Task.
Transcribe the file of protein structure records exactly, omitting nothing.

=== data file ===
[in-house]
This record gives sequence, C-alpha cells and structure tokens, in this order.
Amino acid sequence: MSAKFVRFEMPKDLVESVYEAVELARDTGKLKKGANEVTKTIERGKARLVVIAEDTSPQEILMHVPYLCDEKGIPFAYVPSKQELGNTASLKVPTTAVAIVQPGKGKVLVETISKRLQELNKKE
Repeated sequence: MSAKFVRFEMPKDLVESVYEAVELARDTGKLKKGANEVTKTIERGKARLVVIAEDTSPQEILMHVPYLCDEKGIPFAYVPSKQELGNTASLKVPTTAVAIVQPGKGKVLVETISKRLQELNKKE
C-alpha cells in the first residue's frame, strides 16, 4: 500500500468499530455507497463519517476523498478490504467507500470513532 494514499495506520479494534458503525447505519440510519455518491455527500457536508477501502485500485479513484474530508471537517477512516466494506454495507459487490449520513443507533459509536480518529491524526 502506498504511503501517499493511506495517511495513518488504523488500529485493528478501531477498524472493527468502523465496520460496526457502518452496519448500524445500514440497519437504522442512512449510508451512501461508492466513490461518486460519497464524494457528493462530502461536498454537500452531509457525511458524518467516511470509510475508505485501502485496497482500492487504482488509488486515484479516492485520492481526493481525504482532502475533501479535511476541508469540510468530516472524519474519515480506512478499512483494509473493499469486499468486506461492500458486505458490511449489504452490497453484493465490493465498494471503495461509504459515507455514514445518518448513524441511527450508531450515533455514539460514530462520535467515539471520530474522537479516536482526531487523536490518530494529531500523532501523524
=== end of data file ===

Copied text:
[in-house]
This record gives sequence, C-alpha cells and structure tokens, in this order.
Amino acid sequence: MSAKFVRFEMPKDLVESVYEAVELARDTGKLKKGANEVTKTIERGKARLVVIAEDTSPQEILMHVPYLCDEKGIPFAYVPSKQELGNTASLKVPTTAVAIVQPGKGKVLVETISKRLQELNKKE
Repeated sequence: MSAKFVRFEMPKDLVESVYEAVELARDTGKLKKGANEVTKTIERGKARLVVIAEDTSPQEILMHVPYLCDEKGIPFAYVPSKQELGNTASLKVPTTAVAIVQPGKGKVLVETISKRLQELNKKE
C-alpha cells in the first residue's frame, strides 16, 4: 500500500468499530455507497463519517476523498478490504467507500470513532 494514499495506520479494534458503525447505519440510519455518491455527500457536508477501502485500485479513484474530508471537517477512516466494506454495507459487490449520513443507533459509536480518529491524526 502506498504511503501517499493511506495517511495513518488504523488500529485493528478501531477498524472493527468502523465496520460496526457502518452496519448500524445500514440497519437504522442512512449510508451512501461508492466513490461518486460519497464524494457528493462530502461536498454537500452531509457525511458524518467516511470509510475508505485501502485496497482500492487504482488509488486515484479516492485520492481526493481525504482532502475533501479535511476541508469540510468530516472524519474519515480506512478499512483494509473493499469486499468486506461492500458486505458490511449489504452490497453484493465490493465498494471503495461509504459515507455514514445518518448513524441511527450508531450515533455514539460514530462520535467515539471520530474522537479516536482526531487523536490518530494529531500523532501523524